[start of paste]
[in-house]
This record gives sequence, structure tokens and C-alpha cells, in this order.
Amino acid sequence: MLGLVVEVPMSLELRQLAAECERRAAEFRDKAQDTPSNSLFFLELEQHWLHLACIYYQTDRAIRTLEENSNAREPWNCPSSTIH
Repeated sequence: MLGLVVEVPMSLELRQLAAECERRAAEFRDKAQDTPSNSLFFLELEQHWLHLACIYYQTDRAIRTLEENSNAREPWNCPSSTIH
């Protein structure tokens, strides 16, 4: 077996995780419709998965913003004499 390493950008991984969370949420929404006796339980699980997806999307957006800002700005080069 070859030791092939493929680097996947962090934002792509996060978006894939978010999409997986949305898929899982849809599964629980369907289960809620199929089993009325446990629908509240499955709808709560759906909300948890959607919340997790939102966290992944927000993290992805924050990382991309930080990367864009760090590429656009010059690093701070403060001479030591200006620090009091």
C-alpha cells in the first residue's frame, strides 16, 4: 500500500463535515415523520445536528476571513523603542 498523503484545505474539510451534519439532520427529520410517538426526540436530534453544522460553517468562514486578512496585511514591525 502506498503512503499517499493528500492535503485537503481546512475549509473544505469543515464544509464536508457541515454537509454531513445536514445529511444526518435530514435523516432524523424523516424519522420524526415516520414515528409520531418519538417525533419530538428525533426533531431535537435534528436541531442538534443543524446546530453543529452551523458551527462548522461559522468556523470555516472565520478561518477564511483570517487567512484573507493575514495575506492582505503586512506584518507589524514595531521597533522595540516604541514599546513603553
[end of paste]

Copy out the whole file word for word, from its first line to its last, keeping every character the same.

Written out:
[in-house]
This record gives sequence, structure tokens and C-alpha cells, in this order.
Amino acid sequence: MLGLVVEVPMSLELRQLAAECERRAAEFRDKAQDTPSNSLFFLELEQHWLHLACIYYQTDRAIRTLEENSNAREPWNCPSSTIH
Repeated sequence: MLGLVVEVPMSLELRQLAAECERRAAEFRDKAQDTPSNSLFFLELEQHWLHLACIYYQTDRAIRTLEENSNAREPWNCPSSTIH
């Protein structure tokens, strides 16, 4: 077996995780419709998965913003004499 390493950008991984969370949420929404006796339980699980997806999307957006800002700005080069 070859030791092939493929680097996947962090934002792509996060978006894939978010999409997986949305898929899982849809599964629980369907289960809620199929089993009325446990629908509240499955709808709560759906909300948890959607919340997790939102966290992944927000993290992805924050990382991309930080990367864009760090590429656009010059690093701070403060001479030591200006620090009091």
C-alpha cells in the first residue's frame, strides 16, 4: 500500500463535515415523520445536528476571513523603542 498523503484545505474539510451534519439532520427529520410517538426526540436530534453544522460553517468562514486578512496585511514591525 502506498503512503499517499493528500492535503485537503481546512475549509473544505469543515464544509464536508457541515454537509454531513445536514445529511444526518435530514435523516432524523424523516424519522420524526415516520414515528409520531418519538417525533419530538428525533426533531431535537435534528436541531442538534443543524446546530453543529452551523458551527462548522461559522468556523470555516472565520478561518477564511483570517487567512484573507493575514495575506492582505503586512506584518507589524514595531521597533522595540516604541514599546513603553